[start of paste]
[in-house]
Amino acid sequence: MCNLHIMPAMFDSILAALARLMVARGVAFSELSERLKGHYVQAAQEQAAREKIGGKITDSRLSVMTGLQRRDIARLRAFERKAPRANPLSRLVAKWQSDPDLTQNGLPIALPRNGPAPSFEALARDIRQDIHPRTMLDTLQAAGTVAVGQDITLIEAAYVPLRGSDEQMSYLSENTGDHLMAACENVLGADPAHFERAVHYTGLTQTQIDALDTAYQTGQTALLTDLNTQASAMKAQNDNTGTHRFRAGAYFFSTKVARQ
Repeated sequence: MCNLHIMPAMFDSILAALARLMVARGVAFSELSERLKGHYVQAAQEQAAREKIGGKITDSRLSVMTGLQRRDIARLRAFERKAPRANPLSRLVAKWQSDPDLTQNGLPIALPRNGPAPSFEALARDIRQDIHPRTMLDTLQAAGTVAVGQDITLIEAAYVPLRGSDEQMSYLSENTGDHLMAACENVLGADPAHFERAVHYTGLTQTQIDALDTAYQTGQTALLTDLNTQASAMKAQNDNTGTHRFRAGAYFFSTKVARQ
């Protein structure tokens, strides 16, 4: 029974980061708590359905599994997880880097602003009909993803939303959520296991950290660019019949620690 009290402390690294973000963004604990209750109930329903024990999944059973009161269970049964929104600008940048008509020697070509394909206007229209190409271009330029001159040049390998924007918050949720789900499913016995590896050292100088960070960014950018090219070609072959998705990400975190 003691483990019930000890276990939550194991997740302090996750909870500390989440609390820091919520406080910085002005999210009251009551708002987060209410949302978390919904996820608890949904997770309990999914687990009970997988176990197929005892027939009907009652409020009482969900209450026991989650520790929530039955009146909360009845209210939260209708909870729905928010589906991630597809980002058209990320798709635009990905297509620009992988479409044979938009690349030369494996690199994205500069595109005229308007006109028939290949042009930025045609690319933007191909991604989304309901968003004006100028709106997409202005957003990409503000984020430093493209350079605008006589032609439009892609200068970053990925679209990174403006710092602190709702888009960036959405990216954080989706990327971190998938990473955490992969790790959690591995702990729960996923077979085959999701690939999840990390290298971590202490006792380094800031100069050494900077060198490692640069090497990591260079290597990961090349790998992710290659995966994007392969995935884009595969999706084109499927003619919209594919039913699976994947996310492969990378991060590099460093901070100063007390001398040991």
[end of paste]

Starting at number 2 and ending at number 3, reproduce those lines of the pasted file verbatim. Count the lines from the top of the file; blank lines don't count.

Amino acid sequence: MCNLHIMPAMFDSILAALARLMVARGVAFSELSERLKGHYVQAAQEQAAREKIGGKITDSRLSVMTGLQRRDIARLRAFERKAPRANPLSRLVAKWQSDPDLTQNGLPIALPRNGPAPSFEALARDIRQDIHPRTMLDTLQAAGTVAVGQDITLIEAAYVPLRGSDEQMSYLSENTGDHLMAACENVLGADPAHFERAVHYTGLTQTQIDALDTAYQTGQTALLTDLNTQASAMKAQNDNTGTHRFRAGAYFFSTKVARQ
Repeated sequence: MCNLHIMPAMFDSILAALARLMVARGVAFSELSERLKGHYVQAAQEQAAREKIGGKITDSRLSVMTGLQRRDIARLRAFERKAPRANPLSRLVAKWQSDPDLTQNGLPIALPRNGPAPSFEALARDIRQDIHPRTMLDTLQAAGTVAVGQDITLIEAAYVPLRGSDEQMSYLSENTGDHLMAACENVLGADPAHFERAVHYTGLTQTQIDALDTAYQTGQTALLTDLNTQASAMKAQNDNTGTHRFRAGAYFFSTKVARQ